The same main issue as in the 1970s exists: that one country feels it has bent over backwards to accommodate the other, while the other partner feels it is only getting the bare minimum from the relationship.

Kenya recently released its new  foreign policy, where it identifies the EAC as its most important foreign policy vehicle and a major economic bloc. As such, with Uganda and Rwanda happier to go with the flow in the bloc, it again seems its success will depend on how Tanzania and Kenya redefine their relationship, which is set to become the focus of a flurry of talks in coming weeks.

Geographically bound together, the two countries have few options left but to strike a win-win deal. However, while publicly they are given to scuffling, in private they remain cozily in bed together. 

Tanzania-Kenya business

Tanzania last year became Kenya’s largest export market, just second to the US and leapfrogging Uganda. Kenya is also among the top three leading sources of FDI into Tanzania.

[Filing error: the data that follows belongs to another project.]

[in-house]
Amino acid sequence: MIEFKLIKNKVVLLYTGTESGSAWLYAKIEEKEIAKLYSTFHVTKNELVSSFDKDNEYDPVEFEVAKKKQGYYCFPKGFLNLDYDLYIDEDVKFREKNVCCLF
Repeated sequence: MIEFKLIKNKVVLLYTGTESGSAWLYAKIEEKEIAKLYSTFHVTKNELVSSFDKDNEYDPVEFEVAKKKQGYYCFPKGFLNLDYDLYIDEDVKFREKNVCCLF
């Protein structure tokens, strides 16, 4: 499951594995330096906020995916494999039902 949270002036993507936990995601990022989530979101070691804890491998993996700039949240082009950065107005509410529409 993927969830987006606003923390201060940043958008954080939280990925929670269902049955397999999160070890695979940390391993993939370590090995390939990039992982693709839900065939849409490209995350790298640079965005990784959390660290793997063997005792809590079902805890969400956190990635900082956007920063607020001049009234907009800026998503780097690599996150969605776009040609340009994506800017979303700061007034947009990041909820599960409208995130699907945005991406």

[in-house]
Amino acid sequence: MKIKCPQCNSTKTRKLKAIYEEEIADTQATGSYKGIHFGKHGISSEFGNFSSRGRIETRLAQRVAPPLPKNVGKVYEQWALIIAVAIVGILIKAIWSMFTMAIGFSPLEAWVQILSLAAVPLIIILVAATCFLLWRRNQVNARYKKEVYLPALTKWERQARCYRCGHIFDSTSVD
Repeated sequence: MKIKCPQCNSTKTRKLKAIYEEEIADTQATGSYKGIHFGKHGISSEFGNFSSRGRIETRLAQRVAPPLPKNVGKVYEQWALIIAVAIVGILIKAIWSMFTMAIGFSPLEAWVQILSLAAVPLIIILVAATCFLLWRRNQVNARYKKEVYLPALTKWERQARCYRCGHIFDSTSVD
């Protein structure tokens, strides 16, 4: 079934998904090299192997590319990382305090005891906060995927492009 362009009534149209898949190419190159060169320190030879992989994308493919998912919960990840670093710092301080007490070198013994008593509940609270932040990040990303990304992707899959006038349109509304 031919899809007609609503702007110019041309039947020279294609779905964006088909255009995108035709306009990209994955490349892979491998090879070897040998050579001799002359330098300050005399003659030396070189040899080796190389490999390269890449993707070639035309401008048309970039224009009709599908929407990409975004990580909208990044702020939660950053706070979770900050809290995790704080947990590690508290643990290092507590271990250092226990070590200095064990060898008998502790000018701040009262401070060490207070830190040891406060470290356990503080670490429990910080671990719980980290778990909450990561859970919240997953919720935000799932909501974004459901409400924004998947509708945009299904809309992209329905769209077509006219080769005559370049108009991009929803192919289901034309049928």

Some 300,000 Kenyans live in Tanzania, while many Tanzanian children, including those of of the high and mighty, attend schools in Kenya. Tanzanians living and working in Kenya sent back home $15 million in remittances in 2012, according to the Pew Research Centre.

Some of the answers to ironing out the kinks could come from unlikely places. This month, Kenyan telco Safaricom and Vodacom of Tanzania allowed mobile money transactions between their two networks, through the internationally known M-Pesa cash transfer service.

The pair, both subsidiaries of the UK-based Vodafone Group, are the leaders in their home markets. Some 25 million customers could theoretically benefit from the new service.

The two countries, according to the World Bank, send $390 million annually to each other through formal channels. This could be double if informal channels such as bus drivers and friends are factored in, Vodacom managing director Rene Meza said.